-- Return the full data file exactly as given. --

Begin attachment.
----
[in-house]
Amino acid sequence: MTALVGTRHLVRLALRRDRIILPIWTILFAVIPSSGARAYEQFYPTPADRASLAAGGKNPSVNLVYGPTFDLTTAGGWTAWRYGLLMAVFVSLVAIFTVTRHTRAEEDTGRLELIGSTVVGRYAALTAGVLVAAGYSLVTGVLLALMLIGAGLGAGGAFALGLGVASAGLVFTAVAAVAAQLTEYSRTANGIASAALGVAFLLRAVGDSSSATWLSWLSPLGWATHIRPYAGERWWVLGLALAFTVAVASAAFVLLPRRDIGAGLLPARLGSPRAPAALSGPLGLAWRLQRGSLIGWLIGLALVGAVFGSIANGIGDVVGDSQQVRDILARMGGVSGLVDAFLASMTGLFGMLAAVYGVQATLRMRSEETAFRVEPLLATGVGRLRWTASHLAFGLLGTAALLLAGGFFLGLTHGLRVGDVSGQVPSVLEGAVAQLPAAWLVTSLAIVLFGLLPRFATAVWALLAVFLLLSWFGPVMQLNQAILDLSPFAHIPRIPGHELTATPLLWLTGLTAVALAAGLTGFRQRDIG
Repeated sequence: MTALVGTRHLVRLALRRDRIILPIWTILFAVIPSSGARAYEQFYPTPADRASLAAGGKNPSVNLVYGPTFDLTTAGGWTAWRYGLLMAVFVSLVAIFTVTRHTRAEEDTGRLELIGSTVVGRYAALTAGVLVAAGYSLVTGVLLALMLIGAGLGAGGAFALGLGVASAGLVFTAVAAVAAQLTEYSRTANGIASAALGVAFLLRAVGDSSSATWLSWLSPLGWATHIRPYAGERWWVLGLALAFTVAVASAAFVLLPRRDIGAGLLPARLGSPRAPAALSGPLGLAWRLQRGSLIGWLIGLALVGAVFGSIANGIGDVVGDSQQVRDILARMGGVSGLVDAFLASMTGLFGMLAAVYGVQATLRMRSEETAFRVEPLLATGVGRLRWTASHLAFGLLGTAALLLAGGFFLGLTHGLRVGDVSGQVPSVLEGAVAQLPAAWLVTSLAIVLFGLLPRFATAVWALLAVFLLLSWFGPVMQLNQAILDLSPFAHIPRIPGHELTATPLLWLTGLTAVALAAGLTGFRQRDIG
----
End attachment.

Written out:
[in-house]
Amino acid sequence: MTALVGTRHLVRLALRRDRIILPIWTILFAVIPSSGARAYEQFYPTPADRASLAAGGKNPSVNLVYGPTFDLTTAGGWTAWRYGLLMAVFVSLVAIFTVTRHTRAEEDTGRLELIGSTVVGRYAALTAGVLVAAGYSLVTGVLLALMLIGAGLGAGGAFALGLGVASAGLVFTAVAAVAAQLTEYSRTANGIASAALGVAFLLRAVGDSSSATWLSWLSPLGWATHIRPYAGERWWVLGLALAFTVAVASAAFVLLPRRDIGAGLLPARLGSPRAPAALSGPLGLAWRLQRGSLIGWLIGLALVGAVFGSIANGIGDVVGDSQQVRDILARMGGVSGLVDAFLASMTGLFGMLAAVYGVQATLRMRSEETAFRVEPLLATGVGRLRWTASHLAFGLLGTAALLLAGGFFLGLTHGLRVGDVSGQVPSVLEGAVAQLPAAWLVTSLAIVLFGLLPRFATAVWALLAVFLLLSWFGPVMQLNQAILDLSPFAHIPRIPGHELTATPLLWLTGLTAVALAAGLTGFRQRDIG
Repeated sequence: MTALVGTRHLVRLALRRDRIILPIWTILFAVIPSSGARAYEQFYPTPADRASLAAGGKNPSVNLVYGPTFDLTTAGGWTAWRYGLLMAVFVSLVAIFTVTRHTRAEEDTGRLELIGSTVVGRYAALTAGVLVAAGYSLVTGVLLALMLIGAGLGAGGAFALGLGVASAGLVFTAVAAVAAQLTEYSRTANGIASAALGVAFLLRAVGDSSSATWLSWLSPLGWATHIRPYAGERWWVLGLALAFTVAVASAAFVLLPRRDIGAGLLPARLGSPRAPAALSGPLGLAWRLQRGSLIGWLIGLALVGAVFGSIANGIGDVVGDSQQVRDILARMGGVSGLVDAFLASMTGLFGMLAAVYGVQATLRMRSEETAFRVEPLLATGVGRLRWTASHLAFGLLGTAALLLAGGFFLGLTHGLRVGDVSGQVPSVLEGAVAQLPAAWLVTSLAIVLFGLLPRFATAVWALLAVFLLLSWFGPVMQLNQAILDLSPFAHIPRIPGHELTATPLLWLTGLTAVALAAGLTGFRQRDIG